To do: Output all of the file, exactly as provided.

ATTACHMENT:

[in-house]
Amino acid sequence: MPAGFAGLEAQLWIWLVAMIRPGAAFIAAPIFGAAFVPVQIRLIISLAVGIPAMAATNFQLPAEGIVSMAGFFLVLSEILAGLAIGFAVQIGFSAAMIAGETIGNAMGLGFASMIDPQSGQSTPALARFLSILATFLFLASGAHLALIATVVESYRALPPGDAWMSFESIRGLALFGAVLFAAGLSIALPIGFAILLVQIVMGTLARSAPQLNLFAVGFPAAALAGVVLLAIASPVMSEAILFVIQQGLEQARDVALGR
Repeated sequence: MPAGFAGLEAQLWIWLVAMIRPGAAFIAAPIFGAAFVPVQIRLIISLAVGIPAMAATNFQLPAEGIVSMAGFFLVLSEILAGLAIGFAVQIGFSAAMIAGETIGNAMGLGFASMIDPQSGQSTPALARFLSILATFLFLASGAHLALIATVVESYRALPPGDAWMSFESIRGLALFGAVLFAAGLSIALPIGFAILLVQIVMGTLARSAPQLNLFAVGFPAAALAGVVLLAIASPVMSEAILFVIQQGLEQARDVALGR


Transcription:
[in-house]
Amino acid sequence: MPAGFAGLEAQLWIWLVAMIRPGAAFIAAPIFGAAFVPVQIRLIISLAVGIPAMAATNFQLPAEGIVSMAGFFLVLSEILAGLAIGFAVQIGFSAAMIAGETIGNAMGLGFASMIDPQSGQSTPALARFLSILATFLFLASGAHLALIATVVESYRALPPGDAWMSFESIRGLALFGAVLFAAGLSIALPIGFAILLVQIVMGTLARSAPQLNLFAVGFPAAALAGVVLLAIASPVMSEAILFVIQQGLEQARDVALGR
Repeated sequence: MPAGFAGLEAQLWIWLVAMIRPGAAFIAAPIFGAAFVPVQIRLIISLAVGIPAMAATNFQLPAEGIVSMAGFFLVLSEILAGLAIGFAVQIGFSAAMIAGETIGNAMGLGFASMIDPQSGQSTPALARFLSILATFLFLASGAHLALIATVVESYRALPPGDAWMSFESIRGLALFGAVLFAAGLSIALPIGFAILLVQIVMGTLARSAPQLNLFAVGFPAAALAGVVLLAIASPVMSEAILFVIQQGLEQARDVALGR